As a music lover, you’ve got plenty of streaming services to choose from, and Spotify and TIDAL are among some of the most popular.
Streaming services are not created equal, however, and while some services offer hi-fi music and exclusive content, others do not. And this is just one factor that may play a part in choosing the right service for you.
Here we’ll look at the differences between TIDAL and Spotify and compare the two to help you find the best.
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TIDAL Vs. Spotify – Music Discovery
Both Spotify and TIDAL offer robust music discovery features to help you find more great music you will love. And their offerings are quite competitive.
Both services let you browse by genre, mood, activity, and other factors, and both services give you access to a Radio feature that helps you find music that’s like what you’re already listening to.
As well, both services utilize algorithms to better understand your taste in music and make recommendations, though their method differs a little.
Spotify offers Spotify’s Discover Weekly playlist feature, which is updated every week. If you wish, these mixes can be saved as a playlist for later listening.
Spotify comes with additional music discovery features, like:
- The “Release Radar” playlist, which also updates weekly. This playlist gathers all the latest releases from the artists you follow.
- Up to six “Daily Mix” playlists, which include songs you’ve been listening to lately and similar songs.
- Static playlists like the “Your Time Capsule” playlist.
- The “Discover Weekly” feature, which recommends songs from artists and genres you listen to.
Meanwhile, TIDAL will create up to eight “My Mix” playlists based on the genres you listen to and save them to “My Collection.” This feature is like Spotify’s “Daily Mix” playlists.
Here are some additional areas that are worth comparing:
TIDAL has the “TIDAL Rising” feature, which lets you see which artists are increasing in popularity. These artists have been chosen by TIDAL’s curators. If you want to keep tabs on who might be the next emerging star, you will love “TIDAL Rising.”
On the other hand, Spotify has a “Charts” tab for convenient viewing. This feature lets you see the top songs from across the world, along with information on where the track came from. You can also see whether a track is new, up-trending, or down-trending.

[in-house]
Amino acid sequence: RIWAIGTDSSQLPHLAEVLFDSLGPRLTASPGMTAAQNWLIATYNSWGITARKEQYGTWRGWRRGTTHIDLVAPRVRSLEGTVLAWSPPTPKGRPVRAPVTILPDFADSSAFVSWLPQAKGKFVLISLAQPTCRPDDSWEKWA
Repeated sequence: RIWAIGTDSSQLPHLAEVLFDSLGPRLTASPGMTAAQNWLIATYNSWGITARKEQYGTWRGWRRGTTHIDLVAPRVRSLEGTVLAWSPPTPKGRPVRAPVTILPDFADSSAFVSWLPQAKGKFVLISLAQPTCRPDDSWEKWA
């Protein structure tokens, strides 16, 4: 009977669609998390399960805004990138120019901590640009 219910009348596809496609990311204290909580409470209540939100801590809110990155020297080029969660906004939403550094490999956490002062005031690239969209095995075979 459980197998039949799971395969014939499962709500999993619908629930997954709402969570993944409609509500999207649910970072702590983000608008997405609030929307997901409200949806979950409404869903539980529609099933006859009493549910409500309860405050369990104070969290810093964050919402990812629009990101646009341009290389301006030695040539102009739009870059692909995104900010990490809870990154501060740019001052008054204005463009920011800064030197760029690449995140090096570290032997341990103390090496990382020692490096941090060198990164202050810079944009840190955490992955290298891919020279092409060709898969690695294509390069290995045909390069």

Both TIDAL and Spotify have editorial playlists that are updated frequently and ongoingly. That said, Spotify offers considerably more than TIDAL, with more genre-, mood-, and activity-based playlists. These playlists also help lesser-known artists grow their following.
Music Discovery – Overall
Music discovery is personal. Some people love stumbling across new songs and artists. Others don’t care that much about finding new music.
Additionally, most users have experienced “bad” music discovery features, which recommend jazz artists when they primarily listen to metal.
Both Spotify and TIDAL do a better job than most, however, even if they don’t always get it right.
For example, while I do love 80s metal, like Van Halen, Whitesnake, and Def Leppard, I don’t like just anything. I’m dubious that I will ever be much of a Poison or Warrant fan (though stranger things have happened). And sometimes the algorithms will put suggestions like that in front of my face.
But if not for music discovery, I would not have been turned onto King’s X, Saraya, and Winger. These have been very worthwhile discoveries for me.
You can’t always count on the algorithm to find you what you want. But in my experience, it’s still worthwhile.
And if you care about music discovery, then Spotify comes out on top of TIDAL.
Media Library & Exclusive Content – How TIDAL & Spotify Compare
As of this writing, Spotify has a library consisting of about 82 million tracks (with roughly 40,000 being added daily), while TIDAL’s library features more than 100 million tracks.
TIDAL is also home to exclusive releases. These releases eventually do find their way onto other platforms, but it usually takes months before they appear on other platforms.
There are some other categories worth comparing. Let’s look at…
You can find some podcasts on TIDAL, but most have been curated and focus on storytelling and specific aspects of artist discovery, the creative process, the connection between music and culture, and so on. So, their podcast focus is relatively selective.
Meanwhile, Spotify offers access to over four million podcasts. And while their podcast-specific controls can’t compare to the top podcast apps, Spotify does have some relevant controls like a speed adjuster and a sleep timer.
Spotify even accepts podcasts from independent publishers. If you don’t see your friend’s podcast on Spotify, you should maybe tell them about a service like Blubrry, which will walk them through the process of submitting their podcast to Spotify for consideration.
It’s only natural that Spotify would take an interest in expanding its content offerings into audiobooks. Its treatment of audiobook content isn’t the same as music, however, as users are required to purchase audiobooks to listen to them, just as they would with a popular service like Audible.
In that sense, it could be said that Spotify is more of a distributor of audiobooks than an audiobook “platform.”
You can also find and listen to audiobooks on TIDAL, but their selection is limited compared to Spotify’s.
TIDAL is home to over 600,000 videos, and many of these videos aren’t published elsewhere either, as many remain exclusive to TIDAL. You can watch music videos, live performances, documentaries, and even films on TIDAL.
Spotify doesn’t have a robust exclusive video content library like TIDAL, but that doesn’t mean there isn’t any video content on their platform. Many of their ads are accompanied by videos, and video podcasts have recently become a significant fixture on their platform.